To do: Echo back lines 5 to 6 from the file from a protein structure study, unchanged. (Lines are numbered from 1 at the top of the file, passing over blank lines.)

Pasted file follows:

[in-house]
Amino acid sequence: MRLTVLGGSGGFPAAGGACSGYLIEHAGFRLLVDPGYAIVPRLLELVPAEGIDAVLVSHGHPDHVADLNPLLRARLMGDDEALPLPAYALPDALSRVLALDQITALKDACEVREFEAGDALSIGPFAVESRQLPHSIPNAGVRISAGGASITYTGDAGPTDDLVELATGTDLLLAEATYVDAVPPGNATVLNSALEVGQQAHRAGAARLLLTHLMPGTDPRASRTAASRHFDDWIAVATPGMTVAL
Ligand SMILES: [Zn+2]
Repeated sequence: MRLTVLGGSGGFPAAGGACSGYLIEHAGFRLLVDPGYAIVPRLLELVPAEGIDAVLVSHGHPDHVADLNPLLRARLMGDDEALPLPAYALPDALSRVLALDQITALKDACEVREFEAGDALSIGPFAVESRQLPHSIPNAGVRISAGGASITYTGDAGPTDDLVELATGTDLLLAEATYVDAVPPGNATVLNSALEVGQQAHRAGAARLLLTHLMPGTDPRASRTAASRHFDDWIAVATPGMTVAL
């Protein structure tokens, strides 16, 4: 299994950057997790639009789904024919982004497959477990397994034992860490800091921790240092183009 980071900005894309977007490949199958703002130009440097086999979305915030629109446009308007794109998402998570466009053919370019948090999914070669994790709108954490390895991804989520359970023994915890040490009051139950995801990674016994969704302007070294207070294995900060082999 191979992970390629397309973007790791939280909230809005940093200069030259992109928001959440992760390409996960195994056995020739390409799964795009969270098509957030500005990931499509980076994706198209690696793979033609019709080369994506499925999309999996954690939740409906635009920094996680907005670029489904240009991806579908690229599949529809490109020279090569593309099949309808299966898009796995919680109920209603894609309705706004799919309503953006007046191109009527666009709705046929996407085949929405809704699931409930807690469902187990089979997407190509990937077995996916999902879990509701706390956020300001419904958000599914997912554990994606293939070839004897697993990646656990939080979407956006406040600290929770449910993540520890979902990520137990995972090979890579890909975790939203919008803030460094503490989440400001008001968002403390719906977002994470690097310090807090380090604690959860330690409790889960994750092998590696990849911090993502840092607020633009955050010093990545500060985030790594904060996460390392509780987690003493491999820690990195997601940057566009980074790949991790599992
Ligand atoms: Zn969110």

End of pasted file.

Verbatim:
């Protein structure tokens, strides 16, 4: 299994950057997790639009789904024919982004497959477990397994034992860490800091921790240092183009 980071900005894309977007490949199958703002130009440097086999979305915030629109446009308007794109998402998570466009053919370019948090999914070669994790709108954490390895991804989520359970023994915890040490009051139950995801990674016994969704302007070294207070294995900060082999 191979992970390629397309973007790791939280909230809005940093200069030259992109928001959440992760390409996960195994056995020739390409799964795009969270098509957030500005990931499509980076994706198209690696793979033609019709080369994506499925999309999996954690939740409906635009920094996680907005670029489904240009991806579908690229599949529809490109020279090569593309099949309808299966898009796995919680109920209603894609309705706004799919309503953006007046191109009527666009709705046929996407085949929405809704699931409930807690469902187990089979997407190509990937077995996916999902879990509701706390956020300001419904958000599914997912554990994606293939070839004897697993990646656990939080979407956006406040600290929770449910993540520890979902990520137990995972090979890579890909975790939203919008803030460094503490989440400001008001968002403390719906977002994470690097310090807090380090604690959860330690409790889960994750092998590696990849911090993502840092607020633009955050010093990545500060985030790594904060996460390392509780987690003493491999820690990195997601940057566009980074790949991790599992
Ligand atoms: Zn969110």